Of course NuScale is being penalized for being first. This is the primary reason that NuScale is the only group in line trying to license a “novel” reactor design. It’s also the reason you see groups like Terrapower running off the China to see about building their first design. What sense does it make to pay someone $270+ per hour so they can figure out what rules to write just so the design team can then go back and design their reactor to meet those rules?
Not broken my butt…..
Rod, North of the border the reglatory picture is very different, The regulators follow the developmeny of each reactor, and identify safety issues along the way. By the time the reactor is designed and constructed, iits approval becomes a slam dunk. Last year Terrestrial Energy estimated that its first comercial prototype would be ready by 2021, with a line of customers already qued up out the door. This is a very different situation, and it is uni,maginable with the current, NRC. The best thing that could happen to the NRC, would be be to put it out of its misery, and start over from scratch.
“The best thing that could happen to the NRC, would be be to put it out of its misery, and start over from scratch”
The NRC is just the offspring of a failing system. If you just put the NRC out of its misery, the system would just give birth to another handicapped child. If we are going to euthanize the problem, we’d need to start in the halls of Congress.
I reluctantly agree with your statement … in the race of becoming the “gold standard” of nuclear licensing thoroughness, the downside is that NRC outgrew its initial purpose and became a monster that you have to feed 1-2 billion USD (DCD, SER, COL approvals) before even starting the construction of a new type of reactor.
There is no doubt that the political system is broken. The basic problem is the gradual loose of political power by a large group of people who believe that they are still entitled to it. The want to go back to a set of rules that was set when they had all of the power. That will never work because they compose an ever shrinking minority of the population. The resist their loss of power, by rendering the national government ineffective. heir sun is setting slowly.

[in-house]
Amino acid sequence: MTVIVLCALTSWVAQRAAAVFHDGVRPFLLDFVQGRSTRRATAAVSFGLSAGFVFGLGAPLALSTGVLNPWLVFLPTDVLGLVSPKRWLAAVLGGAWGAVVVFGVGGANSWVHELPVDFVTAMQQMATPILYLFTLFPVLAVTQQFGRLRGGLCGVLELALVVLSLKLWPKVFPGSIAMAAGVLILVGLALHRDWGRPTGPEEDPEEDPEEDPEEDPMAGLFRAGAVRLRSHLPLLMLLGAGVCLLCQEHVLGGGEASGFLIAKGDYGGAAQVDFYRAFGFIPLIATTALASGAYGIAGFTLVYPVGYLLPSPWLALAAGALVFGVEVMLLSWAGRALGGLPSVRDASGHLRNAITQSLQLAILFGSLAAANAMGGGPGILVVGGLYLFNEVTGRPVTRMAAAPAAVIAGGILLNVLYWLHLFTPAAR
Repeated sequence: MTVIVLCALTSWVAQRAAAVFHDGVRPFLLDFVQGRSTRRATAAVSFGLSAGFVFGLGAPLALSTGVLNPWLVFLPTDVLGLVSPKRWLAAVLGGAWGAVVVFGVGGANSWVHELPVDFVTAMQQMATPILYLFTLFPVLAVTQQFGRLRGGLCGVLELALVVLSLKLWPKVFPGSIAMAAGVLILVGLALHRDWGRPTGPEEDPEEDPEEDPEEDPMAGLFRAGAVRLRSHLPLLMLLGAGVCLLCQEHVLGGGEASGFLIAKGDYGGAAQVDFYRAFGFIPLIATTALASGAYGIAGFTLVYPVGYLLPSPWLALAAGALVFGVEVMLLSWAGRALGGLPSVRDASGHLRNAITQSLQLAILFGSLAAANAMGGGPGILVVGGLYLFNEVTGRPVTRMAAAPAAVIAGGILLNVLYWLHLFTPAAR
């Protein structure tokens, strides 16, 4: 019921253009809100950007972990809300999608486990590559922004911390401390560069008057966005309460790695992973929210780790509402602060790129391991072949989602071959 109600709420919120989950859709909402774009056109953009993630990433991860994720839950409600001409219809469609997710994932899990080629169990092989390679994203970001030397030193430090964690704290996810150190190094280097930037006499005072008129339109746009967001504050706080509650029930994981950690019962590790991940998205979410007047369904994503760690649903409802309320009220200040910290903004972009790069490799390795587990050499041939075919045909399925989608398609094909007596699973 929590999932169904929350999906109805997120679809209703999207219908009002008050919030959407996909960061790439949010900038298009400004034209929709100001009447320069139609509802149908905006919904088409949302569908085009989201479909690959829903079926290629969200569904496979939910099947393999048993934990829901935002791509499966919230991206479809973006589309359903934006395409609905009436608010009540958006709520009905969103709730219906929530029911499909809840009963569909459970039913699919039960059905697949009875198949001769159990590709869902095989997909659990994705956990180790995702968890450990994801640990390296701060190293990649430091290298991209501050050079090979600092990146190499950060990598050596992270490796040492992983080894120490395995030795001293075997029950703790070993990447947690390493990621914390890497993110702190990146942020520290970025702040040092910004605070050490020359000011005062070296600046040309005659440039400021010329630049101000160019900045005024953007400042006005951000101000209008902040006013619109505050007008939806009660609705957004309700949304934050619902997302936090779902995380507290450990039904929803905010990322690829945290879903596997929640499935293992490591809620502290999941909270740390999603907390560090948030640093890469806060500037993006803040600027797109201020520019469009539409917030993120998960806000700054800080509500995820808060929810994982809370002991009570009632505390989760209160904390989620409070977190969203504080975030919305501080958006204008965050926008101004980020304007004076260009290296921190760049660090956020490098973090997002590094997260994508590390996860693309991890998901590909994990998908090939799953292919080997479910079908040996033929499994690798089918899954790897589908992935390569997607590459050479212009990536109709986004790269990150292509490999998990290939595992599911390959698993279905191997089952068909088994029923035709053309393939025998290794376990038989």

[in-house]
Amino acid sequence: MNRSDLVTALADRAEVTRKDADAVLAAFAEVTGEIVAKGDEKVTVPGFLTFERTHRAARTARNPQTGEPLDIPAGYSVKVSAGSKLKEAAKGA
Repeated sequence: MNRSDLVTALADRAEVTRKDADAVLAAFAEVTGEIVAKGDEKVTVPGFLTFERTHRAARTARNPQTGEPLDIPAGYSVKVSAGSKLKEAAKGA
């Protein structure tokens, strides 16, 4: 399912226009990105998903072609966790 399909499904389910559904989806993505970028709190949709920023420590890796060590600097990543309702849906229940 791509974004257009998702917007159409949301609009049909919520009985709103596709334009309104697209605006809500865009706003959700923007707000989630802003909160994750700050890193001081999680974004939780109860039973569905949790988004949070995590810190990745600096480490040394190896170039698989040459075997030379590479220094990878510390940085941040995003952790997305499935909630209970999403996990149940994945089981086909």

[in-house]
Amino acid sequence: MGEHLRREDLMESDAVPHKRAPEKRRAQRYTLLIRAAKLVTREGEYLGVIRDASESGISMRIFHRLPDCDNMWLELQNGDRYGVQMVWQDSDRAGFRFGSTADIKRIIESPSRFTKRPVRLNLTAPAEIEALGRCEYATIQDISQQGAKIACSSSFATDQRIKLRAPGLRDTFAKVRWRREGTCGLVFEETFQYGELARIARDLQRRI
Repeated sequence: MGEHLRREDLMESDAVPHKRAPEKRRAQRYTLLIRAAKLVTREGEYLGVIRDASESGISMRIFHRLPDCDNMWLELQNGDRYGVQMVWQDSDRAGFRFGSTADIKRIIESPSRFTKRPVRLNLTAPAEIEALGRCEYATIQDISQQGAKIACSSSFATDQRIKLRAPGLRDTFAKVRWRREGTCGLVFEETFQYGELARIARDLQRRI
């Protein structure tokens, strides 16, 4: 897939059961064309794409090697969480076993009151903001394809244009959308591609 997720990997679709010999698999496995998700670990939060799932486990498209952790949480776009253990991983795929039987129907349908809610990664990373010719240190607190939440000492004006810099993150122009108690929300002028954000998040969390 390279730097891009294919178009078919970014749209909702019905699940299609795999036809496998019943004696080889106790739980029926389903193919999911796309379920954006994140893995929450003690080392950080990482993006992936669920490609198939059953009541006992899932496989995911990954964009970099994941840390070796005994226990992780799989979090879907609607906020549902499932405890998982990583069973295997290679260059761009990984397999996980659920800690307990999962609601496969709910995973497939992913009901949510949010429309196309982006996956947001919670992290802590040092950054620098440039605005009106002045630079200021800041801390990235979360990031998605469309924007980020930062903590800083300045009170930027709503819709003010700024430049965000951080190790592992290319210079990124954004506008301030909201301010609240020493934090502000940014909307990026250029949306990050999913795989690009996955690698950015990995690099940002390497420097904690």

You’ve nailed the problem with a new design. And that method is not known just north of the border, it’s how Naval Reactors functions. Your solution is a hard (if not impossible) political solution to sell.
It will sell to South Korea, who would like to build and sell 100GWe worth of nuclear power to a power hungry world every yearChina could build and sell even more, and they are putting big investments into MSR technology already..
It seems we’re Ossified Circa 1955. We’re an Oil country. Whatever economic “churn” that’s allowed, is only allowed at the low end: It’s socially acceptable talk about the $15 minimum wage, allowing new “winners” at the expense of new “losers” at the bottom end of the economic spectrum. Low end “churn” is OK via the reckoning of some of our elite.
Fortunately for me and many of my co-workers, We caught the Churn of the IT revolutions that caused great losses (and new found “poverty”) among the powerful Media companies. Such economic Churn created lots of jobs for which I among others was able to parlay into a career. The IT revolution wasn’t chosen by the plutocracy; It caught them by surprise. The Churn was that great wealth left the realm of the elite, and great new wealth entered as the elite. This cause the explosion of new work for many, many people.
The difference between the plutocratic churn of IT and the potential churn of new reliable energy is that the energy elite see the potential of strong new competition directly with them, and can muster the resources to stop it. Many Media companies didn’t see the opportunistic and competitive potential of the IT revolution until it was too late for them.